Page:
Ginkgo biloba leaf extract improves the cognitive abilities of rats with D-galactose induced dementia

Department of Neurology, the First People's Hospital, Xuzhou, Jiangsu 221002, China
Journal of biomedical research 01/2013; 27(1):29-36. DOI: 10.7555/JBR.27.20120047
Source: PubMed


Standardized Ginkgo biloba leaf extract has been used in clinical trials for its beneficial effects on brain functions, particularly in dementia. Substantial experimental evidences indicated that Ginkgo biloba leaf extract (EGB) protected neuronal cells from a variety of insults. We investigated the effect of EGB on cognitive ability and protein kinase B (PKB) activity in hippocampal neuronal cells of dementia model rats. Rats received an intraperitoneal injection of D-galactose to induce dementia. Forty-eight Spraque-Dawley rats were randomly divided into six groups, including the control group, D-galactose group (Gal), low-dose EGB group (EGB-L), mid-dose EGB group (EGB-M), high-dose EGB group (EGB-H) and treatment group. The EGB-L, EGB-M and EGB-H groups were administered with EGB and D-galactose simultaneously. Y-maze, cresyl violet staining, TUNEL assays and immunohistochemistry staining were performed to detect learning and memory abilities, morphological changes in the hippocampus, neuronal apoptosis and the expressing level of phospho-PKB, respectively. Rats in the Gal group showed decreased abilities of learning and memory, and hippocampal pyramidal cell layer was damaged, while EGB administration improved learning and memory abilities. The Gal group exhibited many stained, condensed nuclei and micronuclei, either isolated or within the cytoplasm of cells (39.5±1.4). Apoptotic cells decreased in the groups of EGB-L (35.9±0.9), EGB-M (16.8±1.0) and EGB-H (10.1±0.8), and there were statistical significances compared with the Gal group. Immunoreactivity of phospho-PKB was localized diffusely throughout the cytosol of cells in all groups, while the immunoreactivity of the Gal group was weak. EGB significantly attenuated learning and memory impairment in a dose-dependent manner, while it could decrease the nmber of TUNEL-positive cells, and increase the activity of PKB. Our results demonstrated that EGB attenuated memory impairment and cell apoptosis in galactose-induced dementia model rats by activating PKB.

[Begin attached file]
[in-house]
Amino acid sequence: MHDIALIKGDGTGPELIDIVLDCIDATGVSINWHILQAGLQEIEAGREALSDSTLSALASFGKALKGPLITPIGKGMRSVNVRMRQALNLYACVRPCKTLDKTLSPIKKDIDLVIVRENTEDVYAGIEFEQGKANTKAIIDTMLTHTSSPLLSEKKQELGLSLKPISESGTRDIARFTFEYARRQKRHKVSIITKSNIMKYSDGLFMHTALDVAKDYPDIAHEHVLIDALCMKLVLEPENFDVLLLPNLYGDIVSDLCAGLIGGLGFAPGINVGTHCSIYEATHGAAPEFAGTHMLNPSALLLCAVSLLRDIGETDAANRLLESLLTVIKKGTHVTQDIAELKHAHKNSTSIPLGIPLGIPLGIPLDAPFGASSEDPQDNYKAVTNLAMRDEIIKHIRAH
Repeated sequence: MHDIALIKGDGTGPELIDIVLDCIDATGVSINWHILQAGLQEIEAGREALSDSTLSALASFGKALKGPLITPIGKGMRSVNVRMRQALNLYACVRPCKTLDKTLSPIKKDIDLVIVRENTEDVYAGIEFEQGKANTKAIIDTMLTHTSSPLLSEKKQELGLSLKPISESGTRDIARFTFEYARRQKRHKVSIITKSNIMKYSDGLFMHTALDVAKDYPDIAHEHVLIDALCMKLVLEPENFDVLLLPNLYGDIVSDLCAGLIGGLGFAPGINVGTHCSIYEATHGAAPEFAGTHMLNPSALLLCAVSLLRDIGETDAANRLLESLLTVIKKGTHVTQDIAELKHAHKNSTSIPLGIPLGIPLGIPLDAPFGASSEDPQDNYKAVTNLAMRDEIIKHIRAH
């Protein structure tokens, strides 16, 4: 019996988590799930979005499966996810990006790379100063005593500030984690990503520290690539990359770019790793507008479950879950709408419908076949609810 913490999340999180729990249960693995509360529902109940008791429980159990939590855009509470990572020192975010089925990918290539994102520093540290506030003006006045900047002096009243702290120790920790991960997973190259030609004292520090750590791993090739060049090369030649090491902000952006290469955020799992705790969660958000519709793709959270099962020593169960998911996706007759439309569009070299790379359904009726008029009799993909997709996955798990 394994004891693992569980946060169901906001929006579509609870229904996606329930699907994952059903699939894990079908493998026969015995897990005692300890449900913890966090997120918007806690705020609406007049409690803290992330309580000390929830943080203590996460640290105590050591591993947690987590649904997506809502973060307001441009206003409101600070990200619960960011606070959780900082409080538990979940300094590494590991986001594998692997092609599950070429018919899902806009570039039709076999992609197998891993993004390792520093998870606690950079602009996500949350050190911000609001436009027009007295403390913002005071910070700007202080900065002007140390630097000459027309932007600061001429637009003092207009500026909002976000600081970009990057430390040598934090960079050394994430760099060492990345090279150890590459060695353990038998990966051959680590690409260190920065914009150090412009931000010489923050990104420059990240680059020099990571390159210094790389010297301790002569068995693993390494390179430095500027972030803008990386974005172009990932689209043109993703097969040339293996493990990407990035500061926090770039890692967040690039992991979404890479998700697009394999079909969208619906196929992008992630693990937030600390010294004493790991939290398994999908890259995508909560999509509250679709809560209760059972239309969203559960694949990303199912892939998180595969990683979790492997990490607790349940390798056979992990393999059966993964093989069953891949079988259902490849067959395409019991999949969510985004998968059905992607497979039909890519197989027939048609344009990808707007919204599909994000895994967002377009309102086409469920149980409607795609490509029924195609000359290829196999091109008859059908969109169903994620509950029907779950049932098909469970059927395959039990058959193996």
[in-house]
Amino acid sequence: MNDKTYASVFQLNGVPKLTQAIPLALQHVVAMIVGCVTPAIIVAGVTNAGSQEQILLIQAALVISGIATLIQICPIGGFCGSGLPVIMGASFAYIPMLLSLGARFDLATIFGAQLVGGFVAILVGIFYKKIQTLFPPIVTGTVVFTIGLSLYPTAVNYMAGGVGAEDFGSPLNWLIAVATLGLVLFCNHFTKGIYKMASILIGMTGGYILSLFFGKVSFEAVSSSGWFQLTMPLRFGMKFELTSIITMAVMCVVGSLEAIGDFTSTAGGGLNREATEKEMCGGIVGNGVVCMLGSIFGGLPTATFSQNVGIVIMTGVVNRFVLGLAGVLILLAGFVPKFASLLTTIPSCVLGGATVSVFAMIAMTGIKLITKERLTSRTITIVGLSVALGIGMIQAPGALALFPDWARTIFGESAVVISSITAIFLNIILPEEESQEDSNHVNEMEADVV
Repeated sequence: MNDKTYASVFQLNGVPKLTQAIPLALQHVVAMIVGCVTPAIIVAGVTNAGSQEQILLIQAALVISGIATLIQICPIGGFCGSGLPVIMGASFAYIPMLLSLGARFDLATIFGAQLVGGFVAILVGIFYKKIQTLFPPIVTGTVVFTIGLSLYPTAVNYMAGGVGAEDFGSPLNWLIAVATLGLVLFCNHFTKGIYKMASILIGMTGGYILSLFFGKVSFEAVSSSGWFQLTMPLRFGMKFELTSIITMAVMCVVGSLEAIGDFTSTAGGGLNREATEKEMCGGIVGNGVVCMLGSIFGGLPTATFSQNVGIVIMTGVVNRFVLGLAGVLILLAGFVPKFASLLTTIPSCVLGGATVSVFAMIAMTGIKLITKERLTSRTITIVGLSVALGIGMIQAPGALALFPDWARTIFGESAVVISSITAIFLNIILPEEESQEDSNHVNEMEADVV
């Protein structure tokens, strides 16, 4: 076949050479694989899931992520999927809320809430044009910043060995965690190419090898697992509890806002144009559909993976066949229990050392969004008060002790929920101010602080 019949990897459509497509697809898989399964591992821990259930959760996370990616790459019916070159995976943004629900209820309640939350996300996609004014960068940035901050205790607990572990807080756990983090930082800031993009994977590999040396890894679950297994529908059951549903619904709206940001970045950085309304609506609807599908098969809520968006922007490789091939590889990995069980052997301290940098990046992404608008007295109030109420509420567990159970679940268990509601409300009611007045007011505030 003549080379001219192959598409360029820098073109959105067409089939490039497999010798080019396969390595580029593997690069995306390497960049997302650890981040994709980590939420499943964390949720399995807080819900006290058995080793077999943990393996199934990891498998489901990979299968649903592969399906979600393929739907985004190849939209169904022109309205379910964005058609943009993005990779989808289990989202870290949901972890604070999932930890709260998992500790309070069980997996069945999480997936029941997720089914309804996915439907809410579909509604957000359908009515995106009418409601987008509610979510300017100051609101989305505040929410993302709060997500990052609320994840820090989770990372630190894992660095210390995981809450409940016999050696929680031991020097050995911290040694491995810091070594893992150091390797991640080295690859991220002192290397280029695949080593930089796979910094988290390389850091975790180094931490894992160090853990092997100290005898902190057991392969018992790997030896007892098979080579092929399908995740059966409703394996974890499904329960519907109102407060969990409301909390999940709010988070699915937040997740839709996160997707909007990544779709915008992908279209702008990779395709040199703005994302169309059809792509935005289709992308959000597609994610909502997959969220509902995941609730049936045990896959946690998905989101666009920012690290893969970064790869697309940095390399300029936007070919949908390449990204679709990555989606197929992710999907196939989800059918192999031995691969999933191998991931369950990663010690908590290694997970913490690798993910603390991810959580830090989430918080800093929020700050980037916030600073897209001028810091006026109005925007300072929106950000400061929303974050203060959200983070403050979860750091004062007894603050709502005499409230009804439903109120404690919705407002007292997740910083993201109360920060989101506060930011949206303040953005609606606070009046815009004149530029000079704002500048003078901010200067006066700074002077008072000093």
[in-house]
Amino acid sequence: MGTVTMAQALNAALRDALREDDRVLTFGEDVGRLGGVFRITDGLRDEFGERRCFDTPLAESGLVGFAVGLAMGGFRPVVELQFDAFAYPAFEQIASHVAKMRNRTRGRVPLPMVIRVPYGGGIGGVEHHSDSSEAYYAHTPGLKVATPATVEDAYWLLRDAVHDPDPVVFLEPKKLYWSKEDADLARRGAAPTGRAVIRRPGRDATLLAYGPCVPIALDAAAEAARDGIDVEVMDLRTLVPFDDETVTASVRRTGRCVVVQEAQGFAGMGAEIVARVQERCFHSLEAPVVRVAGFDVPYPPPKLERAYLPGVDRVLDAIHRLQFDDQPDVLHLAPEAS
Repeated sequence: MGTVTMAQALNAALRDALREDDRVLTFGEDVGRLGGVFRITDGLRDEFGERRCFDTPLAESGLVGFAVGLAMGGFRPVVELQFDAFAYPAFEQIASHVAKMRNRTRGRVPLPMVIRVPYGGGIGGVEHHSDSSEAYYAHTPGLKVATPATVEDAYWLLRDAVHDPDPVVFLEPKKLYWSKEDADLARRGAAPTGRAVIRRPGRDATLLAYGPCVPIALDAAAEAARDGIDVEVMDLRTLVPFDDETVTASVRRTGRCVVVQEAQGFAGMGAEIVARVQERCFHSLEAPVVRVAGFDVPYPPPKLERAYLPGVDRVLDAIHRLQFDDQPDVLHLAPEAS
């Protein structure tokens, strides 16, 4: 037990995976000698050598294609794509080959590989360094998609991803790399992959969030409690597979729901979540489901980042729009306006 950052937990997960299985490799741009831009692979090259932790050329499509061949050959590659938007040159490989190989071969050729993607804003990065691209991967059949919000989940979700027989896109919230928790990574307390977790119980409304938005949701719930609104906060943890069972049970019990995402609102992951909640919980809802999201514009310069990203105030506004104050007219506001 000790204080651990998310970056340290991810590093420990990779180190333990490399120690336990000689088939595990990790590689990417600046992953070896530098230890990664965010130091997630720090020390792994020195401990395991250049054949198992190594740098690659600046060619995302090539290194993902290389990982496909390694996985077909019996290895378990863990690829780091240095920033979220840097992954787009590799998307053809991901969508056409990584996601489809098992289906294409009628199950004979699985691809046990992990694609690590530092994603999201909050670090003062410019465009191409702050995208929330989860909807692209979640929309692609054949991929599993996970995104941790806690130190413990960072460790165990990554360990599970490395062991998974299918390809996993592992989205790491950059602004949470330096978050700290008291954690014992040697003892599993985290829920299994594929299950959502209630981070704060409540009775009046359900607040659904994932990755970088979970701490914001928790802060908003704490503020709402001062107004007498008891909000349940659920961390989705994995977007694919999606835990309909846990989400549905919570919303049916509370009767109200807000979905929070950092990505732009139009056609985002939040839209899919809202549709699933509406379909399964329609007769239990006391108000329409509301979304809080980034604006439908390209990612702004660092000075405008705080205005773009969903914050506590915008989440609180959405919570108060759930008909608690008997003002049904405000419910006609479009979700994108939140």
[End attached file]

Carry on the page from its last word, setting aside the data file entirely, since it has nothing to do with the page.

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Available from: Deqin Geng, Jan 14, 2014
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    • "In order to understand the mechanisms that occur during the aging process in the brain and the pathological lapse in neurodegeneration of these mechanisms, we aimed to discover in vivo biomarkers for these processes through appropriate animal models. Several contributions have reported that long-term systemic administration of d-gal to rats causes neurodegeneration, induces changes that resemble natural aging in animals, including deterioration of cognitive and motor skills, a shortened lifespan, and oxidative stress [4] [5] [6] [7]. d-gal is a normal substance in the body. "